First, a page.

The cupholder count remains at four – two in the front, and two more in the pull-down seat divider in the back – while every door pocket has room for bottles. Both the sedan and wagon offer two ISOFIX attachment points in back window seats. And at over 4.8 metres in both sedan and wagon form, there’s no shortage of leg-room for rear seat passengers.

Mazda continues to pay particular attention to the subtle ergonomics of the cabin, with every model offering a specifically designed accelerator pedal that’s supposed to be more comfortable on your foot over longer drives, while all but the Sport get power adjustable passenger and driver’s seats.

Design

The headline act on the exterior of the refreshed Mazda6 is its redesigned wing mirror (yes, you read that correctly), which are now auto-folding on the Touring trim level and above. The rest of the exterior remains largely unchanged, following a more considerable update last year.

But that’s no bad thing: the Mazda6 remains a sleek and handsome offering in both wagon and sedan form, and especially in top-spec GT or Atenza trim levels, which ride on 19-inch alloys, rather than the 17-inch wheels found on the Sport and GT. The top two trim levels also score a sunroof as standard. All but the Sport get LED daytime running lights and front fog lights, while chrome exhaust tips are standard across the range.

Bigger things have happened inside. The entire range gets Mazda’s updated steering wheel, but the best new stuff is reserved for the top-spec models. In the Atenza, for example, Nappa leather now arrives as standard as part of a premium pack that also includes titanium highlights, chrome on the seat controls and glovebox latch and overhead LED lights, while the Mazda’s head-up system is in full colour on both the GT and Atenza.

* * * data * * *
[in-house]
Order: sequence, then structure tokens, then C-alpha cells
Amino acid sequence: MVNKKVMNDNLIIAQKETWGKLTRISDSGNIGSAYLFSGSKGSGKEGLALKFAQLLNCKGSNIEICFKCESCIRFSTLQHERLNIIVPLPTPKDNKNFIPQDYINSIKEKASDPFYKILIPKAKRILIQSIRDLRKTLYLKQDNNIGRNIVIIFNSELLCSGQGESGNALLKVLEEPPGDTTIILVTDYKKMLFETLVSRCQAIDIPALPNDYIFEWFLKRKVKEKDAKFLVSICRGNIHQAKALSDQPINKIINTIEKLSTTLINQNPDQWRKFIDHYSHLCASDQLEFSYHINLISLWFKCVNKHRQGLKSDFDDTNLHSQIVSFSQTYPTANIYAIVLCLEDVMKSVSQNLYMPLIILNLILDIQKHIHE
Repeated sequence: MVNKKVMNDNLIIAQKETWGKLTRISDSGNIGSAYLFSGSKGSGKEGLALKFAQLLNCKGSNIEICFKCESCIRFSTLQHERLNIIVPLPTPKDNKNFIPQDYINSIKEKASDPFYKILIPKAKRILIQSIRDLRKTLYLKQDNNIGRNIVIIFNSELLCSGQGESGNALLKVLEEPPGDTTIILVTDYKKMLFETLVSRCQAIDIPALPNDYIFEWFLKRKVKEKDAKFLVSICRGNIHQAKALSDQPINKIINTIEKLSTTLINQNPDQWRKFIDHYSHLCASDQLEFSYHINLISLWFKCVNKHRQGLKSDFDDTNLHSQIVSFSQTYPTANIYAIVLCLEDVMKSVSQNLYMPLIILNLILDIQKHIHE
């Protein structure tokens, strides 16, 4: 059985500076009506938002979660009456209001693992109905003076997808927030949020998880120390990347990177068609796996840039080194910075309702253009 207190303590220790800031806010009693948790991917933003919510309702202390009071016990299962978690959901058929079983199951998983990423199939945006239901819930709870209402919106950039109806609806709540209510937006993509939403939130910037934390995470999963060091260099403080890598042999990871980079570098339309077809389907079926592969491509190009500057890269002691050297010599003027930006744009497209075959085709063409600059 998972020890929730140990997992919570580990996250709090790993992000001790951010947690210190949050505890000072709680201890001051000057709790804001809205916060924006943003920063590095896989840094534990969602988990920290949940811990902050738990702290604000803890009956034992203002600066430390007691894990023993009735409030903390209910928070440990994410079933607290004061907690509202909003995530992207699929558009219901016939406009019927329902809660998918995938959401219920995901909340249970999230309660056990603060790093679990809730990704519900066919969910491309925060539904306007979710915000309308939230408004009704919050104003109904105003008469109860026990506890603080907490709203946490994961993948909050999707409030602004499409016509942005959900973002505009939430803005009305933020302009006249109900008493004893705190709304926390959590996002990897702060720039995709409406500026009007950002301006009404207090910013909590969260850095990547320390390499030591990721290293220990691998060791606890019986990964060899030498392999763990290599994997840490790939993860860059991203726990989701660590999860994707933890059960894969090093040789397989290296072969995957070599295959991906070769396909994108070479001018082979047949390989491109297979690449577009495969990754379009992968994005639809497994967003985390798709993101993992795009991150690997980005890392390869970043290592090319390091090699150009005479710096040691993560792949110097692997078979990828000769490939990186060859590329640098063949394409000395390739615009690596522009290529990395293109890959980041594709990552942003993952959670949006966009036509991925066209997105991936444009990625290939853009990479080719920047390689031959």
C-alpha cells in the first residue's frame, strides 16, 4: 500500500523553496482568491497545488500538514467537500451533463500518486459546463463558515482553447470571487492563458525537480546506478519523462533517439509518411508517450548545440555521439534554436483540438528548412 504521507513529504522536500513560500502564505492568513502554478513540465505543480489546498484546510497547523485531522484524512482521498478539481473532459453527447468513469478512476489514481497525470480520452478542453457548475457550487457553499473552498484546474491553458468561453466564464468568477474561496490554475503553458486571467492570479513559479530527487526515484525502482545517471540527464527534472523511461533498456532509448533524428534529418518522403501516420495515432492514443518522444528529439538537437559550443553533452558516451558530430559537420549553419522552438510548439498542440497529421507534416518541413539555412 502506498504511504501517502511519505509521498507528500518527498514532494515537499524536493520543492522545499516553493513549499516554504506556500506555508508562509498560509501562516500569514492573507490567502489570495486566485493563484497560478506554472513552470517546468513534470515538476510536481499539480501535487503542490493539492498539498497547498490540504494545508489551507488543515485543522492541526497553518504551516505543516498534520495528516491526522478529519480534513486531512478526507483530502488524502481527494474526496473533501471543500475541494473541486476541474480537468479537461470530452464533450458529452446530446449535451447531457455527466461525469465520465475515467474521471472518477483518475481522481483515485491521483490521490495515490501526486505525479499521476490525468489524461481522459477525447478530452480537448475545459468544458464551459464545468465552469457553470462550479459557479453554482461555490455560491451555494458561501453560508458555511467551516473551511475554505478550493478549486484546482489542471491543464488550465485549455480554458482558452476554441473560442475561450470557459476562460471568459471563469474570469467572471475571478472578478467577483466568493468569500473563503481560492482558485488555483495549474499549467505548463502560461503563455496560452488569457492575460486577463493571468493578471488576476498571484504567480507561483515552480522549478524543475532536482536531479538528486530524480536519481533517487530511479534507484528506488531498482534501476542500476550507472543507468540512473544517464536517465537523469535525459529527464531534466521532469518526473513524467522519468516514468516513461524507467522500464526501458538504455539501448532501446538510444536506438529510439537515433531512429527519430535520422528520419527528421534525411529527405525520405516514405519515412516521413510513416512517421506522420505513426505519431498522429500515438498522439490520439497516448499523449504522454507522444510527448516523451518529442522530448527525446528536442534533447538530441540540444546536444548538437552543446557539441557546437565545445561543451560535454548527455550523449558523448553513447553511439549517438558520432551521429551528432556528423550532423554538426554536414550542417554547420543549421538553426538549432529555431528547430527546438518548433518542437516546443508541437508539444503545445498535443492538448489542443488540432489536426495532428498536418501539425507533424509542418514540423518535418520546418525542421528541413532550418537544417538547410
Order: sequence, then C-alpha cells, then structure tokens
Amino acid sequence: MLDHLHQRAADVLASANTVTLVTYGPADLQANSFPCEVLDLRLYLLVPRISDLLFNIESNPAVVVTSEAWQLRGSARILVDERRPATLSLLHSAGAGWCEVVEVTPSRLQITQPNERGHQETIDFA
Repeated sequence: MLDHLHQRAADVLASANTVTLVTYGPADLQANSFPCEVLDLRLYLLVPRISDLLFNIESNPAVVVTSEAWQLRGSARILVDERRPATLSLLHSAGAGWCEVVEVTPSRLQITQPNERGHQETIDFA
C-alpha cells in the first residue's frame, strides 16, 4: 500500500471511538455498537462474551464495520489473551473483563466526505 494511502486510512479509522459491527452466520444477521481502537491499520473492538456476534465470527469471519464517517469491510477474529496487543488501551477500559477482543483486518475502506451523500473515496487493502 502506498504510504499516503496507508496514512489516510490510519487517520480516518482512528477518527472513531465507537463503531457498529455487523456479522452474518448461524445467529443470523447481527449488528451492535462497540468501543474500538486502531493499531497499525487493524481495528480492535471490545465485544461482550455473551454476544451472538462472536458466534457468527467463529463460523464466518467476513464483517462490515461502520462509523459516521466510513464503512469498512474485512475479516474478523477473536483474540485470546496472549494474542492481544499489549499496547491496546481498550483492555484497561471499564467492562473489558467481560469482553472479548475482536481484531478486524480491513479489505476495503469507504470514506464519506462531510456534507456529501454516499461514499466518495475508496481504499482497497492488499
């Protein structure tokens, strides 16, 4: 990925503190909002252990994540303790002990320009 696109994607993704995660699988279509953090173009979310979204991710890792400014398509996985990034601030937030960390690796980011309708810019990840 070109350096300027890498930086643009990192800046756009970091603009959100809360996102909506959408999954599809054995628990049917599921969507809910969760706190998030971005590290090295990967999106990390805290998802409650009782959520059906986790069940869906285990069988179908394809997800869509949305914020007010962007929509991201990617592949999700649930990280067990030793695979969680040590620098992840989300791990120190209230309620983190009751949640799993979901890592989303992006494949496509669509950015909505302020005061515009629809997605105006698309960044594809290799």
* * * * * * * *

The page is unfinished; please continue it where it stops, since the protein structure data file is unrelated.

Safety

Mazda already offers one of the most comprehensive standard-across-the-range safety packages on most of its range, and its business as usual on the refreshed Mazda6. With AEB already standard, the 2017 update adds rear AEB to the lesser models along with a pedestrian recognition system so it will react if someone steps out in front or behind you. The range in which the system works has also been expanded on the Atenza trim level, with the brakes now able to automatically step in at speeds of up to 160km/h.

A reversing camera and an updated blind-spot monitoring system that now scans a 50-metre area are standard across the range, along with a new driver fatigue system that will warn you if it starts to feel your attention drifting. The top-spec Atenza model ups the technology further, arriving with Lane Departure Warning and Lane Keep Assist as standard.

Finally, you’ll get parking sensors at the rear and a cross-path detection system for when you’re reversing right across the range, while all but the Sport get parking sensors at the front, too.

Every Mazda6 gets six airbags, two in the front, two on the sides for front-seat passengers, and two curtain bags that cover both the front and rear seats.

Price and features